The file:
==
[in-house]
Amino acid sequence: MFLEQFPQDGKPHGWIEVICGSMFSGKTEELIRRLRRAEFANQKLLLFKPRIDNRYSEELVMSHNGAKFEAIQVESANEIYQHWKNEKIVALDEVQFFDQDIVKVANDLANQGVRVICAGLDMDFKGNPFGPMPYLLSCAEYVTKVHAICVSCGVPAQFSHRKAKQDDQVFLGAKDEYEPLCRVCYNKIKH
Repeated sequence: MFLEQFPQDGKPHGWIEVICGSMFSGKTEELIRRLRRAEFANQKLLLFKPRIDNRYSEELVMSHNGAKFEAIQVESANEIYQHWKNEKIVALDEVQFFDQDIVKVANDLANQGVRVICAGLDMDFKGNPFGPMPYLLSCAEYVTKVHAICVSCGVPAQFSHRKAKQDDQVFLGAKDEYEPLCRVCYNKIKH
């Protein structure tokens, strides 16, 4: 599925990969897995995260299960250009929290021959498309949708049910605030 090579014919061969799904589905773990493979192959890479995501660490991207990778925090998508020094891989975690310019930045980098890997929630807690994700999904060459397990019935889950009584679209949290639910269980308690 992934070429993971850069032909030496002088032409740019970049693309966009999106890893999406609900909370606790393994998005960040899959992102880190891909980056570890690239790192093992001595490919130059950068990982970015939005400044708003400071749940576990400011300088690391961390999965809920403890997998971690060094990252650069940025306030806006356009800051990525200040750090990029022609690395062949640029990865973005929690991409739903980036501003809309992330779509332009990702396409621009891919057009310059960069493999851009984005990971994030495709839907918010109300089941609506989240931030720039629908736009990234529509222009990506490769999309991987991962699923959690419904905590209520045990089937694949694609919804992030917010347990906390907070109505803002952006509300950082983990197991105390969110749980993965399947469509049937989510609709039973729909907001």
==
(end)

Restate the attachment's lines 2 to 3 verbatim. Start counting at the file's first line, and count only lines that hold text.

Amino acid sequence: MFLEQFPQDGKPHGWIEVICGSMFSGKTEELIRRLRRAEFANQKLLLFKPRIDNRYSEELVMSHNGAKFEAIQVESANEIYQHWKNEKIVALDEVQFFDQDIVKVANDLANQGVRVICAGLDMDFKGNPFGPMPYLLSCAEYVTKVHAICVSCGVPAQFSHRKAKQDDQVFLGAKDEYEPLCRVCYNKIKH
Repeated sequence: MFLEQFPQDGKPHGWIEVICGSMFSGKTEELIRRLRRAEFANQKLLLFKPRIDNRYSEELVMSHNGAKFEAIQVESANEIYQHWKNEKIVALDEVQFFDQDIVKVANDLANQGVRVICAGLDMDFKGNPFGPMPYLLSCAEYVTKVHAICVSCGVPAQFSHRKAKQDDQVFLGAKDEYEPLCRVCYNKIKH